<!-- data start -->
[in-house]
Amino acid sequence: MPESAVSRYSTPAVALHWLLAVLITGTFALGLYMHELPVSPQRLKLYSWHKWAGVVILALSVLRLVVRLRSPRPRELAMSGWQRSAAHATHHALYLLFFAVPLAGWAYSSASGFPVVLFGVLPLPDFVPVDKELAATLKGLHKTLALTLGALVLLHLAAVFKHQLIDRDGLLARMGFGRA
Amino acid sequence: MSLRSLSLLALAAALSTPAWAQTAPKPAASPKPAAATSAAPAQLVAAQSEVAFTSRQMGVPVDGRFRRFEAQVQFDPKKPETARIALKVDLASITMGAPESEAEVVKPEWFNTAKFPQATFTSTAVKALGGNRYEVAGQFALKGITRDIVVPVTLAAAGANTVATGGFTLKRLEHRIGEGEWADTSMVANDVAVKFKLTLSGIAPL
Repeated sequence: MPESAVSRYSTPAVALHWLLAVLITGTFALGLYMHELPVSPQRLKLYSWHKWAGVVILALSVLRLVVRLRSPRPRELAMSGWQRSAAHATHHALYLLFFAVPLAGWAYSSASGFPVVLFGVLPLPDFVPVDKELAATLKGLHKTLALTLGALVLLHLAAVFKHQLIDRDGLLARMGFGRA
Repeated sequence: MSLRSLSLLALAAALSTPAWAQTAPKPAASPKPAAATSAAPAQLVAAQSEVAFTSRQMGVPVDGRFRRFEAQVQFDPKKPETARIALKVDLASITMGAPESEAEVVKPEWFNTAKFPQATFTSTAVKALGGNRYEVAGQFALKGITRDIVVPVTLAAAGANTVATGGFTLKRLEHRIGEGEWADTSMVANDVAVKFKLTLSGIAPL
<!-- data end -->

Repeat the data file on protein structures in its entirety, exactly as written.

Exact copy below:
[in-house]
Amino acid sequence: MPESAVSRYSTPAVALHWLLAVLITGTFALGLYMHELPVSPQRLKLYSWHKWAGVVILALSVLRLVVRLRSPRPRELAMSGWQRSAAHATHHALYLLFFAVPLAGWAYSSASGFPVVLFGVLPLPDFVPVDKELAATLKGLHKTLALTLGALVLLHLAAVFKHQLIDRDGLLARMGFGRA
Amino acid sequence: MSLRSLSLLALAAALSTPAWAQTAPKPAASPKPAAATSAAPAQLVAAQSEVAFTSRQMGVPVDGRFRRFEAQVQFDPKKPETARIALKVDLASITMGAPESEAEVVKPEWFNTAKFPQATFTSTAVKALGGNRYEVAGQFALKGITRDIVVPVTLAAAGANTVATGGFTLKRLEHRIGEGEWADTSMVANDVAVKFKLTLSGIAPL
Repeated sequence: MPESAVSRYSTPAVALHWLLAVLITGTFALGLYMHELPVSPQRLKLYSWHKWAGVVILALSVLRLVVRLRSPRPRELAMSGWQRSAAHATHHALYLLFFAVPLAGWAYSSASGFPVVLFGVLPLPDFVPVDKELAATLKGLHKTLALTLGALVLLHLAAVFKHQLIDRDGLLARMGFGRA
Repeated sequence: MSLRSLSLLALAAALSTPAWAQTAPKPAASPKPAAATSAAPAQLVAAQSEVAFTSRQMGVPVDGRFRRFEAQVQFDPKKPETARIALKVDLASITMGAPESEAEVVKPEWFNTAKFPQATFTSTAVKALGGNRYEVAGQFALKGITRDIVVPVTLAAAGANTVATGGFTLKRLEHRIGEGEWADTSMVANDVAVKFKLTLSGIAPL